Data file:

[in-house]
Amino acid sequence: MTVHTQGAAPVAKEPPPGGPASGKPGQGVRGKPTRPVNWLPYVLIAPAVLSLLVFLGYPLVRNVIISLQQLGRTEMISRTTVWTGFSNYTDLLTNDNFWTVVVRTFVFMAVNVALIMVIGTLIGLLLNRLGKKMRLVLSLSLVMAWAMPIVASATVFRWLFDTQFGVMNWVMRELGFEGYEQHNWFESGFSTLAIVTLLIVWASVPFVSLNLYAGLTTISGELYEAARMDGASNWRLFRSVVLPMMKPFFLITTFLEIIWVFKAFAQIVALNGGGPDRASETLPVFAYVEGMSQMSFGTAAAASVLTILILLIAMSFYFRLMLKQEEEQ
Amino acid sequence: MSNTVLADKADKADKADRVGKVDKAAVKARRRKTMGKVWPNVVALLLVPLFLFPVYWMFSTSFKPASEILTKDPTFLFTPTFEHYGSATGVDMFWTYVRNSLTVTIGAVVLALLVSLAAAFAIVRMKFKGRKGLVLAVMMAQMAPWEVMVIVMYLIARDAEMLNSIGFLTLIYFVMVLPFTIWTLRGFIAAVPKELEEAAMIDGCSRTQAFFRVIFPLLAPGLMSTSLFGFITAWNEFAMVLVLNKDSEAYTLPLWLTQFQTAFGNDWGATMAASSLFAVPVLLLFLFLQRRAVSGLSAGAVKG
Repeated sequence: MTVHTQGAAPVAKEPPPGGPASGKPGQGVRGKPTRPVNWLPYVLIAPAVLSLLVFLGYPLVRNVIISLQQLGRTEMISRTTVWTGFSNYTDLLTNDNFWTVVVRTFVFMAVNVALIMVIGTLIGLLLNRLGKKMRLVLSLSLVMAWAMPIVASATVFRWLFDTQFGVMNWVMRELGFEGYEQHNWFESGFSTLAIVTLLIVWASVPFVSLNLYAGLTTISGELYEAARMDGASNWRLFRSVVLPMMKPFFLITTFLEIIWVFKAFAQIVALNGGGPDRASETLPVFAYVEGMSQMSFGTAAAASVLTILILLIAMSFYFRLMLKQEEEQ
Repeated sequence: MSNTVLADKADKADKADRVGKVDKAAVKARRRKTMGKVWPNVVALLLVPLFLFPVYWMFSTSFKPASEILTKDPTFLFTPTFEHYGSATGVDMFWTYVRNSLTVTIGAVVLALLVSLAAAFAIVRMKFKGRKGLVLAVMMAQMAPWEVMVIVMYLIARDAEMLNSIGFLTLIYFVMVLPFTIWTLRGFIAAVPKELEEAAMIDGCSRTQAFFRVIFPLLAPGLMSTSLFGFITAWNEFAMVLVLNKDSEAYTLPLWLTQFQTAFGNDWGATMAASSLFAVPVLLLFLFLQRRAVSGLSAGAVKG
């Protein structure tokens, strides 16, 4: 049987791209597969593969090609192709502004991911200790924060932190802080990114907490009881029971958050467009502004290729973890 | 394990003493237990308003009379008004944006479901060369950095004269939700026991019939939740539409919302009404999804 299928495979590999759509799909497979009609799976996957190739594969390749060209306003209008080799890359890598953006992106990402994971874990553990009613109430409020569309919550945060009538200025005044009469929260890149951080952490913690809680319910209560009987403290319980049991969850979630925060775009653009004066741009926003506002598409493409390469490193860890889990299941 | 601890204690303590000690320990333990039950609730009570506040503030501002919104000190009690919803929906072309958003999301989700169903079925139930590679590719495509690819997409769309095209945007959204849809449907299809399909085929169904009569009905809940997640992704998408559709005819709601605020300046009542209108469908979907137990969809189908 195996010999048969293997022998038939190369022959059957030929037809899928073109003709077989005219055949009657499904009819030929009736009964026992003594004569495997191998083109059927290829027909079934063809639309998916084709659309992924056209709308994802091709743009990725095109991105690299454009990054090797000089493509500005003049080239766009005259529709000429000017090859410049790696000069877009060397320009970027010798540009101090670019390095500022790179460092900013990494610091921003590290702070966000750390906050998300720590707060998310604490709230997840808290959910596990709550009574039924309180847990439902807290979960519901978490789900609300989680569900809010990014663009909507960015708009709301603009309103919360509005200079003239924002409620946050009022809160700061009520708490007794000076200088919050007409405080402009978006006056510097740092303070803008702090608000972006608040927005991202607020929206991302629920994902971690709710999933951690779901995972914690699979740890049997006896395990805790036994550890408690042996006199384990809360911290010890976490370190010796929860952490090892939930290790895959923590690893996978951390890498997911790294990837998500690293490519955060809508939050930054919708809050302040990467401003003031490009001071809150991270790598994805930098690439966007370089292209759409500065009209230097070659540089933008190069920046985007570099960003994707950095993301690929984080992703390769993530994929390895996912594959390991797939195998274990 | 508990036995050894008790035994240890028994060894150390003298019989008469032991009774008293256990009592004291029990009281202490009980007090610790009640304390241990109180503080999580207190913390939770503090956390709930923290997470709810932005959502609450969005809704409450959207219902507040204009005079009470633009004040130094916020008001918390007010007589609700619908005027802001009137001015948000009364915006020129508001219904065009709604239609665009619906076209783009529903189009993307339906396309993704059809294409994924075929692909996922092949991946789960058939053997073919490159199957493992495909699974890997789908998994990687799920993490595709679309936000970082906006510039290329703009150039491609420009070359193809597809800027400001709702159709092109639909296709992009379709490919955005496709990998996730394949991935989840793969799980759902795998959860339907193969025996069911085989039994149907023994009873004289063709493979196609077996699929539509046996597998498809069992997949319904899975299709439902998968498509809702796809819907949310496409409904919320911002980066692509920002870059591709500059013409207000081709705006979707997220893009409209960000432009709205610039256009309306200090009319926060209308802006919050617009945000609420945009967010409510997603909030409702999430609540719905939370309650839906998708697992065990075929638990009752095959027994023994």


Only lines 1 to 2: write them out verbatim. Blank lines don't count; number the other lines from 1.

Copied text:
[in-house]
Amino acid sequence: MTVHTQGAAPVAKEPPPGGPASGKPGQGVRGKPTRPVNWLPYVLIAPAVLSLLVFLGYPLVRNVIISLQQLGRTEMISRTTVWTGFSNYTDLLTNDNFWTVVVRTFVFMAVNVALIMVIGTLIGLLLNRLGKKMRLVLSLSLVMAWAMPIVASATVFRWLFDTQFGVMNWVMRELGFEGYEQHNWFESGFSTLAIVTLLIVWASVPFVSLNLYAGLTTISGELYEAARMDGASNWRLFRSVVLPMMKPFFLITTFLEIIWVFKAFAQIVALNGGGPDRASETLPVFAYVEGMSQMSFGTAAAASVLTILILLIAMSFYFRLMLKQEEEQ